EGU2020-5889, updated on 11 May 2022
EGU General Assembly 2020
© Author(s) 2022. This work is distributed under
the Creative Commons Attribution 4.0 License.

Investigations on paramagnetic centres in quartz for provenance studies

Alida Timar-Gabor1,2, Aditi Dave3, and Kathryn Fitzsimmons3
Alida Timar-Gabor et al.
  • 1Babes-Bolyai University, Institute of Interdisciplinary Research on Bio-Nano-Science, Cluj Napoca, Romania (
  • 2Faculty of Environmental Sciences and Engineering, Babes Bolyai University, Cluj-Napoca, Romania
  • 3Research Group for Terrestrial Palaeoclimates, Max Planck Institute for Chemistry, Mainz, Germany

The sediment rooting concept [1] relies on the potential to track individual mineral grains from their source to their ultimate sinks. Quartz is the second most abundant mineral in the Earth's crust and occurs in a broad variety of rocks and sediments. It is resistant to weathering and does not form solid solutions, thus being considered a pure mineral. However, even the purest quartz crystal contains a vast number of point defects, which may be either intrinsic (e.g., O-vacancies and related defects or Si vacancies) or due to impurities, most often as combination of monovalent (H+, Li+, and Na+) and trivalent (Al3+, Fe3+, and B3+) cations. Some of these defects remain unchanged under ionising radiation bombardment by the omnipresent natural radioactivity, while others are being transformed, generally by charge trapping. Based on the dynamics of some of these radiation sensitive defects under irradiation, quartz can be used for dating by luminescence or by electron spin resonance.

Another less explored application of these defects is fingerprinting the sources of the sediments. For provenance applications to be successful, the signals used when looking at quartz from the sediment should match the corresponding signals of quartz from host rocks, thus they should remain unchanged during transport and/or weathering.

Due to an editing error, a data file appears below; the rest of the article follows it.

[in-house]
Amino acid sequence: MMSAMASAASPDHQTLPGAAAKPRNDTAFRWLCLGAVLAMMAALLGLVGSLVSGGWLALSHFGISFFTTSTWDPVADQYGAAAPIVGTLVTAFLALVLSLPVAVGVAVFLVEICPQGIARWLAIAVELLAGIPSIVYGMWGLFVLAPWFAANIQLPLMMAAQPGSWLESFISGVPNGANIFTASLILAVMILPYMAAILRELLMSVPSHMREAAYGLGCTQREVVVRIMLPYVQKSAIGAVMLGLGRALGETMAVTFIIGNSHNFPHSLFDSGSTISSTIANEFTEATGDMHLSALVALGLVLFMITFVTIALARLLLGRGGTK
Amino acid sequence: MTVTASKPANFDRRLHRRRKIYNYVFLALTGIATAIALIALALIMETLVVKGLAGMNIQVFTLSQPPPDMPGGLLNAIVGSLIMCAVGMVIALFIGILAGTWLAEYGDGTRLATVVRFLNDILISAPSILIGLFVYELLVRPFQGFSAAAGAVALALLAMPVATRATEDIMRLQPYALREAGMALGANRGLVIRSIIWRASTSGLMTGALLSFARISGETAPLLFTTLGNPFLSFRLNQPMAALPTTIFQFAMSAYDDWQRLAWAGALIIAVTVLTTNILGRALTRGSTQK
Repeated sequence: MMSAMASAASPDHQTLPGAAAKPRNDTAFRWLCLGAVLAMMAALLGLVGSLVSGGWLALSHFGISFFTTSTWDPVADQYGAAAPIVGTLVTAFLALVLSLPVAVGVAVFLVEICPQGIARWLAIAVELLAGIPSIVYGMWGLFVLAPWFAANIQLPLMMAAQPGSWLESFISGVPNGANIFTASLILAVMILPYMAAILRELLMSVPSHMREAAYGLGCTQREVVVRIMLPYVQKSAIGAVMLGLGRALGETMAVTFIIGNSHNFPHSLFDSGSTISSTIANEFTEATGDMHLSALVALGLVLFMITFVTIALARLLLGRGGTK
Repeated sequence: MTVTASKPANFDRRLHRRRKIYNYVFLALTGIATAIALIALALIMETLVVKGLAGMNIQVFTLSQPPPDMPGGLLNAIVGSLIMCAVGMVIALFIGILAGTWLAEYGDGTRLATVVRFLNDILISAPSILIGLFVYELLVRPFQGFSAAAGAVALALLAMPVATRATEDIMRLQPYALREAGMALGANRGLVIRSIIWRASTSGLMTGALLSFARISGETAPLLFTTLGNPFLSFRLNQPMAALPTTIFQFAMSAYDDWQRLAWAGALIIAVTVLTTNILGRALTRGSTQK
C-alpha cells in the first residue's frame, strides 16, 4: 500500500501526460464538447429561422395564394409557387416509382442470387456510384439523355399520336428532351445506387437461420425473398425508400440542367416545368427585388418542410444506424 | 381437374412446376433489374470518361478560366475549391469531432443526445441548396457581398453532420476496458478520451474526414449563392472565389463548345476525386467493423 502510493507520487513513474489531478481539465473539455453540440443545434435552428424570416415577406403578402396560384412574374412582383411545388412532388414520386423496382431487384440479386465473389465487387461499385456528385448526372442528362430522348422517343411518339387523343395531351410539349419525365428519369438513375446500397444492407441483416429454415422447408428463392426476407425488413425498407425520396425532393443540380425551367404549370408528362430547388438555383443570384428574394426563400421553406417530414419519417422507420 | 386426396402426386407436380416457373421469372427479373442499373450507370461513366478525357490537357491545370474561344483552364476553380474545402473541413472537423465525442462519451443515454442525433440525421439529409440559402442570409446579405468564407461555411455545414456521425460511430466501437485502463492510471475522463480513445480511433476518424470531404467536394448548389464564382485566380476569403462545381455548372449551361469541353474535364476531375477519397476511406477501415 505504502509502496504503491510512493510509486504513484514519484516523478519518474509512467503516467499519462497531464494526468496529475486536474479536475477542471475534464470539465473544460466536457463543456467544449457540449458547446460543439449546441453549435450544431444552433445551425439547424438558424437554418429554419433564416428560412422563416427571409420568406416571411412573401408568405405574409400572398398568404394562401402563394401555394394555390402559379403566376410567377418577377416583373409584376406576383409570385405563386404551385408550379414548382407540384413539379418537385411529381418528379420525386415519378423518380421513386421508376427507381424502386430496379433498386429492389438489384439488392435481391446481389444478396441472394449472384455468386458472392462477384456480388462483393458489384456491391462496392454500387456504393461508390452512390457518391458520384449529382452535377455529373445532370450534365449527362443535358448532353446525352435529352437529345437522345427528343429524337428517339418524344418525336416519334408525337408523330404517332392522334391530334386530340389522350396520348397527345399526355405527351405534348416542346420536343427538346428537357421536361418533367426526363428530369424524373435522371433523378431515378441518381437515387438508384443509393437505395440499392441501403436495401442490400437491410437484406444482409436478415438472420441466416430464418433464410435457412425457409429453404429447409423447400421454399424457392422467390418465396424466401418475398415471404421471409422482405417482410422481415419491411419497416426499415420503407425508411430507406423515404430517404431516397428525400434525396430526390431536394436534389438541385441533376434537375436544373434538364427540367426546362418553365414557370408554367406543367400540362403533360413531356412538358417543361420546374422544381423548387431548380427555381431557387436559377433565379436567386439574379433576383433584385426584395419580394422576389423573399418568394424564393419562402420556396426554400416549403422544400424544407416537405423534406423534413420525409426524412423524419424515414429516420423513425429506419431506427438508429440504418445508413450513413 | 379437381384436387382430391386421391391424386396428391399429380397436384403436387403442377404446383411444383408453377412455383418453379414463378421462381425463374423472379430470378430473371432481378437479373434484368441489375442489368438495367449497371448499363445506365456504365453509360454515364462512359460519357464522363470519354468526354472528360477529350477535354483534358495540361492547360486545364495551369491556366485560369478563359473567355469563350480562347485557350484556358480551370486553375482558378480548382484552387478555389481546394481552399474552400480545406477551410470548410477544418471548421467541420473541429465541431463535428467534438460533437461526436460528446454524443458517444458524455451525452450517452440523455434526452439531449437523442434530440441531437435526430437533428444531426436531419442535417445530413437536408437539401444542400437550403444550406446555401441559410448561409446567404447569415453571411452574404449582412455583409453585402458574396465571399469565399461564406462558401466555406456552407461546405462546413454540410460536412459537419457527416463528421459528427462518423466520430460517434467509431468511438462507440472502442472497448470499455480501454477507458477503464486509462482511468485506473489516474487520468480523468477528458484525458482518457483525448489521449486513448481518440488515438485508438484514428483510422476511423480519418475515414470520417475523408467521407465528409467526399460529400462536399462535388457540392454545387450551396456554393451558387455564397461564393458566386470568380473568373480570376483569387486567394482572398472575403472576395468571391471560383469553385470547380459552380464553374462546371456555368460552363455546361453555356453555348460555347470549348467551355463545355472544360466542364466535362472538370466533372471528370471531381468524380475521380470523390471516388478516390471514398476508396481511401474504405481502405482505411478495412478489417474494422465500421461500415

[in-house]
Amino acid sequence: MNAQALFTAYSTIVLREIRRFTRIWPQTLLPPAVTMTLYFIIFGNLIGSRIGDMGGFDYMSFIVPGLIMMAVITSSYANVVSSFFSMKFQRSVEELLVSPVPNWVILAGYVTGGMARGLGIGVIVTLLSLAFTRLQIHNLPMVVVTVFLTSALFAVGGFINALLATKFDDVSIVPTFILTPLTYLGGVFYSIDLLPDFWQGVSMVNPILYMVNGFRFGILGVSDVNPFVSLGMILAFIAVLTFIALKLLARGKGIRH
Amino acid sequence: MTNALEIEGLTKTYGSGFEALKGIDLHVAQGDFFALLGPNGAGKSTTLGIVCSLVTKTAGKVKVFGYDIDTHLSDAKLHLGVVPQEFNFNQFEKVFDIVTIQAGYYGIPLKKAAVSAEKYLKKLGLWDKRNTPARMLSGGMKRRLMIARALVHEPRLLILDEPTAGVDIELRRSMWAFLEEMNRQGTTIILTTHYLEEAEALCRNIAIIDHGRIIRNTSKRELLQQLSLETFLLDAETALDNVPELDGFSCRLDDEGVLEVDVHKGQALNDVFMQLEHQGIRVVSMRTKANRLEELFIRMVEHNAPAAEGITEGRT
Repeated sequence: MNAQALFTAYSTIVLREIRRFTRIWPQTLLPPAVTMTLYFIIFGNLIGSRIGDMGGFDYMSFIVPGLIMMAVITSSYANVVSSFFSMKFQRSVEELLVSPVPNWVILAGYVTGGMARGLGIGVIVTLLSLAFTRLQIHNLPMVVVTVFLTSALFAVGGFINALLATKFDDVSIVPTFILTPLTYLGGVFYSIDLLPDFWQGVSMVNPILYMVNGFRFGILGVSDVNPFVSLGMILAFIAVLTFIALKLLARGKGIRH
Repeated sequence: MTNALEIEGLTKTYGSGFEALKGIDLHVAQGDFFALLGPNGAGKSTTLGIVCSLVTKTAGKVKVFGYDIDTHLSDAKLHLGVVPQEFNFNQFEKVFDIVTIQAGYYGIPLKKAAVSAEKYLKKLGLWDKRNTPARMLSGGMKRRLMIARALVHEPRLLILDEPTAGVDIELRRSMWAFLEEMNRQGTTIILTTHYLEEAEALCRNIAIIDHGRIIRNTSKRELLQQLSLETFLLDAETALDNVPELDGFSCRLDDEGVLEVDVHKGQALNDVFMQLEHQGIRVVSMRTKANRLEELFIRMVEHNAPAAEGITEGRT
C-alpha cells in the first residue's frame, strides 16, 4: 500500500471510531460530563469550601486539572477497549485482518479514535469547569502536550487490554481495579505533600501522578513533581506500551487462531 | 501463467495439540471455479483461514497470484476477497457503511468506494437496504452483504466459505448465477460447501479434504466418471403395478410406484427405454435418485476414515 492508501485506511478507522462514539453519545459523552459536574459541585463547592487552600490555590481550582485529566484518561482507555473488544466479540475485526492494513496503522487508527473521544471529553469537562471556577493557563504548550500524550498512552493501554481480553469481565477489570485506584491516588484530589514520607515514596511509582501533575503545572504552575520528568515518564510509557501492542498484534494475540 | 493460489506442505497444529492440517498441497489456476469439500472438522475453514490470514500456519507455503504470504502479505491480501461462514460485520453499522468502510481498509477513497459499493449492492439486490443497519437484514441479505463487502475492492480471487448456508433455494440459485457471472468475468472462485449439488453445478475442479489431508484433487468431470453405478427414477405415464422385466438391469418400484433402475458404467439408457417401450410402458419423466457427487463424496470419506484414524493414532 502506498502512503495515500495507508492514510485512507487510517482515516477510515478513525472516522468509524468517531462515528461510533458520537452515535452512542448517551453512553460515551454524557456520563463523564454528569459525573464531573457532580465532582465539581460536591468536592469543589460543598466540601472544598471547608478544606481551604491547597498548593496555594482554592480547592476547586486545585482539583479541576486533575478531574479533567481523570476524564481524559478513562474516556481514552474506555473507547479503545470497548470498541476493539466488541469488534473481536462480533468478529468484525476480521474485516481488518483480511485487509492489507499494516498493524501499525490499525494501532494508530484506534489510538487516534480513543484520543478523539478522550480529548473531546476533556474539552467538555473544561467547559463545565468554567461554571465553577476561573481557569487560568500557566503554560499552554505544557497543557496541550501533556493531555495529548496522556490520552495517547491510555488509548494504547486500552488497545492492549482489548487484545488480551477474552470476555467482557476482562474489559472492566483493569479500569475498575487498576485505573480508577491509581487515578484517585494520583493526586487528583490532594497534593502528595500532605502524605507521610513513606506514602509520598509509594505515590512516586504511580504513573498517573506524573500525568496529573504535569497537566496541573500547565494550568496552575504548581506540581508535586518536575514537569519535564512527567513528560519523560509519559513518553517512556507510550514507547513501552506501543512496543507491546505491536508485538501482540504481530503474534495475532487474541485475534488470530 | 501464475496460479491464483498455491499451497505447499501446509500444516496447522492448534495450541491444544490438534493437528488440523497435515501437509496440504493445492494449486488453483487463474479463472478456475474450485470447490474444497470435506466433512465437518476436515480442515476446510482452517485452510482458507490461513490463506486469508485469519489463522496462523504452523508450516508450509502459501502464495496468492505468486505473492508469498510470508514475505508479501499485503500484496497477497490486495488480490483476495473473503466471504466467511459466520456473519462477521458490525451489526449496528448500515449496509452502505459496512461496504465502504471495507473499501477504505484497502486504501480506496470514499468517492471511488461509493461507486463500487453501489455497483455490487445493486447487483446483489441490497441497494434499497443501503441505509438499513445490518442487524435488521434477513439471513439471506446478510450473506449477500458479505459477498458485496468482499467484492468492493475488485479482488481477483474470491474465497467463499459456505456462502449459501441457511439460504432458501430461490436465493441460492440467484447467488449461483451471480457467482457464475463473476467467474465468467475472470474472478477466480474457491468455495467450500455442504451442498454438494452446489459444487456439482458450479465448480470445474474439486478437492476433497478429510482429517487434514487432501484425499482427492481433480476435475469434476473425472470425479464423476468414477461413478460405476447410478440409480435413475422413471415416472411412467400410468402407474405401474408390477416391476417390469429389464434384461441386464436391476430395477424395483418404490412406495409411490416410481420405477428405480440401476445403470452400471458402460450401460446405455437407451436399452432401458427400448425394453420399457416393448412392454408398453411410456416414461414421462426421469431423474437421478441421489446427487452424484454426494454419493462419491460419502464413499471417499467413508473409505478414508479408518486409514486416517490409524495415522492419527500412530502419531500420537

Here we are conducting an exploratory study on quartz from loess from Central Asia (Kazakhstan and Tajikistan). This specific study site was chosen as very recent studies based on geochemical fingerprinting, grain size modelling and present-day meteorological data suggest contribution from different source areas in this Westerlies dominated region [2,3]. Consequently, this area is an ideal test site to look for spatial and temporal variability in source change. We are investigating the signature of E’ (an unpaired electron at an oxygen vacancy site) and peroxy intrinsic defect centers (nonbonding oxygen) as well as the Al-hole ([AlO4]0, a hole trapped by substitutional trivalent aluminum at a silicon site) paramagnetic signals by electron spin resonance in loess samples, as well as in rock samples. We are also investigating the behaviour of these defects during laboratory experiments that aim at reproducing natural conditions during transport. While work is still in progress, we have observed a significant difference between the E’ and peroxy signals for Kazakh and Tajik samples, which is in tune with the current hypothesis regarding the dust sources in the area presented above.


How to cite: Timar-Gabor, A., Dave, A., and Fitzsimmons, K.: Investigations on paramagnetic centres in quartz for provenance studies, EGU General Assembly 2020, Online, 4–8 May 2020, EGU2020-5889,, 2020.